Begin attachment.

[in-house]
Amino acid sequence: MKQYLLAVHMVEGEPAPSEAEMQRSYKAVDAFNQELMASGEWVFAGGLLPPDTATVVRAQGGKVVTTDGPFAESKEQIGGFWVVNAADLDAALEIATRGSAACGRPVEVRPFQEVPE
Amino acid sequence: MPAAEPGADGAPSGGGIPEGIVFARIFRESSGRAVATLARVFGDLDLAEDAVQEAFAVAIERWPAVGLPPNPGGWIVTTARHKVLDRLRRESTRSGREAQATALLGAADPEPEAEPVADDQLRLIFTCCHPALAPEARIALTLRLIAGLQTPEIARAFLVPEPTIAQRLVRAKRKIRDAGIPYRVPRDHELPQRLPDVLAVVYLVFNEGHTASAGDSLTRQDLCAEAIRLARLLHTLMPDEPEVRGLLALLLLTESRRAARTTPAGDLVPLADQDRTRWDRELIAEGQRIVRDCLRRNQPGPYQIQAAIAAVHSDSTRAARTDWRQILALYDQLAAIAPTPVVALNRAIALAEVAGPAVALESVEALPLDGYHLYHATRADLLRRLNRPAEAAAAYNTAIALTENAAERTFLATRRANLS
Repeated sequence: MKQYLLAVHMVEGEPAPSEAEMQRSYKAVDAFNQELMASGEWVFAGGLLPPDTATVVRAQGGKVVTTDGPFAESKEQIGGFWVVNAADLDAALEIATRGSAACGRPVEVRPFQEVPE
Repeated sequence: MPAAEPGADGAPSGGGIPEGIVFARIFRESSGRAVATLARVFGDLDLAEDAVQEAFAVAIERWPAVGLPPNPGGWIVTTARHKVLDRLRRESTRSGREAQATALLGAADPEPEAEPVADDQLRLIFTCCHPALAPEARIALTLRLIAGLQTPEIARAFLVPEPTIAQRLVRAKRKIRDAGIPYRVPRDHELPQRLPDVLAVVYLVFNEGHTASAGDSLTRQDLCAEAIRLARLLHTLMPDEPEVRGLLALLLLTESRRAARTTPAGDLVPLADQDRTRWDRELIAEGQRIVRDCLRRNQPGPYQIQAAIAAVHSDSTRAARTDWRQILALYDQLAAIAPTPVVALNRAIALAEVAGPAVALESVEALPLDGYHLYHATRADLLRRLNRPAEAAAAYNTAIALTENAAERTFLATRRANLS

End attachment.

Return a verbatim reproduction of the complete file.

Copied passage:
[in-house]
Amino acid sequence: MKQYLLAVHMVEGEPAPSEAEMQRSYKAVDAFNQELMASGEWVFAGGLLPPDTATVVRAQGGKVVTTDGPFAESKEQIGGFWVVNAADLDAALEIATRGSAACGRPVEVRPFQEVPE
Amino acid sequence: MPAAEPGADGAPSGGGIPEGIVFARIFRESSGRAVATLARVFGDLDLAEDAVQEAFAVAIERWPAVGLPPNPGGWIVTTARHKVLDRLRRESTRSGREAQATALLGAADPEPEAEPVADDQLRLIFTCCHPALAPEARIALTLRLIAGLQTPEIARAFLVPEPTIAQRLVRAKRKIRDAGIPYRVPRDHELPQRLPDVLAVVYLVFNEGHTASAGDSLTRQDLCAEAIRLARLLHTLMPDEPEVRGLLALLLLTESRRAARTTPAGDLVPLADQDRTRWDRELIAEGQRIVRDCLRRNQPGPYQIQAAIAAVHSDSTRAARTDWRQILALYDQLAAIAPTPVVALNRAIALAEVAGPAVALESVEALPLDGYHLYHATRADLLRRLNRPAEAAAAYNTAIALTENAAERTFLATRRANLS
Repeated sequence: MKQYLLAVHMVEGEPAPSEAEMQRSYKAVDAFNQELMASGEWVFAGGLLPPDTATVVRAQGGKVVTTDGPFAESKEQIGGFWVVNAADLDAALEIATRGSAACGRPVEVRPFQEVPE
Repeated sequence: MPAAEPGADGAPSGGGIPEGIVFARIFRESSGRAVATLARVFGDLDLAEDAVQEAFAVAIERWPAVGLPPNPGGWIVTTARHKVLDRLRRESTRSGREAQATALLGAADPEPEAEPVADDQLRLIFTCCHPALAPEARIALTLRLIAGLQTPEIARAFLVPEPTIAQRLVRAKRKIRDAGIPYRVPRDHELPQRLPDVLAVVYLVFNEGHTASAGDSLTRQDLCAEAIRLARLLHTLMPDEPEVRGLLALLLLTESRRAARTTPAGDLVPLADQDRTRWDRELIAEGQRIVRDCLRRNQPGPYQIQAAIAAVHSDSTRAARTDWRQILALYDQLAAIAPTPVVALNRAIALAEVAGPAVALESVEALPLDGYHLYHATRADLLRRLNRPAEAAAAYNTAIALTENAAERTFLATRRANLS